Home > Knights Magica (Rosie O'Grady's Paranormal Bar and Grill #5)(15)

Knights Magica (Rosie O'Grady's Paranormal Bar and Grill #5)(15)
Author: B.R. Kingsolver

“Airstrikes,” I announced. “We have about ten minutes to clear the area before the missiles start falling.”

The Fae all turned to face me, then looked at each other. They immediately took off, back the way we had come.

I ran full-out, thankful that I kept in shape, but lost sight of all the Fae except Oriel in the first minute. The glow of magic—lightning, fireballs, energy attacks—reflecting off the clouds above provided enough light to see the trail, which was a blessing.

We passed the large house with its stables, but then Oriel directed us to turn left.

“The Knights have found our car,” he said. “We need to go this way.”

I wondered how the Fae communicated, but that wasn’t the time to ask. Maybe he had set a ward or some alert on the car.

We threaded our way through a dense patch of woods and came out on the other side to find a pasture with a dozen horses. I hadn’t seen any activity in any of the houses we passed, but the horses had noticed the noise and weird lights from the magical battle. They were restless and gathered at the far end of the pasture. The Fae had already crossed the fence, and as I watched, the horses roused and began walking toward the redhaired woman.

“I wouldn’t want to leave these gentle ones where they might get caught up in the fighting,” the woman said with a grin as we approached her and the other Fae. She leaped onto the back of a white horse, and her friends each mounted a steed of their own.

“Do you know how to ride?” Oriel asked me.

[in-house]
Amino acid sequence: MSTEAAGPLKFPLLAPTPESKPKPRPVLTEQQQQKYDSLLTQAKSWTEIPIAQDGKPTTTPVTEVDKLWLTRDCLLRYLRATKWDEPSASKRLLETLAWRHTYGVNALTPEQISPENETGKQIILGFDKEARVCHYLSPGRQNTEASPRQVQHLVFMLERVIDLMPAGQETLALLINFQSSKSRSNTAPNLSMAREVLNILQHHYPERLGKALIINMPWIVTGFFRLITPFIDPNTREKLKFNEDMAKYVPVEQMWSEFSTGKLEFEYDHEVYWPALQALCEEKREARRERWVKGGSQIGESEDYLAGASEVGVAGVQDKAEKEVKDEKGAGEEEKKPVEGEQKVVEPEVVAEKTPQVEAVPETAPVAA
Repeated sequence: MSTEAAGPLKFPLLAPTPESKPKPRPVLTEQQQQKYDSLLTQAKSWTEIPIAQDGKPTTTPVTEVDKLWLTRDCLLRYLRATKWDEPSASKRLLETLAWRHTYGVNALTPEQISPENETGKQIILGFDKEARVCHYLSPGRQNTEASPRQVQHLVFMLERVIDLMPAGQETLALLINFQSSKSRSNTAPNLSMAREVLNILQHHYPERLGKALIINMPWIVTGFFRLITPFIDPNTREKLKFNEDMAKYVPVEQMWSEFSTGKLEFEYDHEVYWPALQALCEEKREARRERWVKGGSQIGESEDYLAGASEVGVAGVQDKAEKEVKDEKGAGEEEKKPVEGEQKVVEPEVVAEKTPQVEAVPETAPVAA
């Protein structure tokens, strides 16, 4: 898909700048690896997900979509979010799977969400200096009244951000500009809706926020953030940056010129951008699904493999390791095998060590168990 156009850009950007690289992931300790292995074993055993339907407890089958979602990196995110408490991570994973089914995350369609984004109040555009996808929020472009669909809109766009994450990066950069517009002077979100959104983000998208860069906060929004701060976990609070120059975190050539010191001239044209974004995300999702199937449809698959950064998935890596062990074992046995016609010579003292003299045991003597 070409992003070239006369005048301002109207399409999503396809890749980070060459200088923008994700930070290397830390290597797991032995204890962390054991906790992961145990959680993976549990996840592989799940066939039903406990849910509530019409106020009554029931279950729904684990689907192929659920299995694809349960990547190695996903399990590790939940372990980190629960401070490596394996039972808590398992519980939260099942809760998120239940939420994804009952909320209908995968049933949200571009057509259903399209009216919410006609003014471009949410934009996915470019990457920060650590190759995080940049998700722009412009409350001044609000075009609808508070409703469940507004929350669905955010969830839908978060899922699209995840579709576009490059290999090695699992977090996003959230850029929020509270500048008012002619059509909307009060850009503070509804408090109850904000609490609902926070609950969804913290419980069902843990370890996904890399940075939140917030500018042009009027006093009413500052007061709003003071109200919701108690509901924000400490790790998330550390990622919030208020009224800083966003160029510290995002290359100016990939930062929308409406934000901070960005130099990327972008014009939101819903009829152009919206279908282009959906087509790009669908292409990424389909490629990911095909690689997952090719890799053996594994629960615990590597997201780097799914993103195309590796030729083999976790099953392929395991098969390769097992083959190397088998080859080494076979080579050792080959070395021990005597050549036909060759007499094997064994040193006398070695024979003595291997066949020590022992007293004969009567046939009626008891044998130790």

“I was raised by people born in the eighteenth and nineteenth centuries,” I responded, moving toward a strong, young black horse with my hand held out so he could smell me. I scratched his forehead, then grabbed a handful of his mane and pulled myself onto his back. Wheeling him around, I saw the three Fae galloping toward the far fence. Their horses soared over the six-foot fence as though they had a little magical help.

“Well, that’s not something I’m going to try,” I said. “Where’s the gate?”

We left the gate open, and the riderless horses followed us out onto the dirt road. Oriel urged his mount to a gallop, and the rest of us followed him.

A few minutes later, four streaks of light passed over us, coming from the north. The ground shook from explosions near the conference hotel seconds later.

“There’s your airstrike,” McGregor said.

“I hope they’re accurate,” I said.

McGregor shook his head. “I doubt those missiles can get through the wards on the hotel. But the Knights’ personal shields won’t hold up against high explosives.”

About a minute later, four more streaks raced toward the hotel from a slightly different angle, followed by more explosions. The horses were truly freaked out, and it didn’t take any effort to keep them galloping away from the loud noises. Frankie was right about the planes. They were so far away that we never heard them. We saw only the missiles emerging from the clouds.

The dirt road curved away to the west, away from the battle and away from the highway. We had ridden for half an hour and slowed the horses to a walk when several Knights stepped out in the road in front of us. A quick glance over my shoulder showed more Knights slipping from the trees to block our retreat.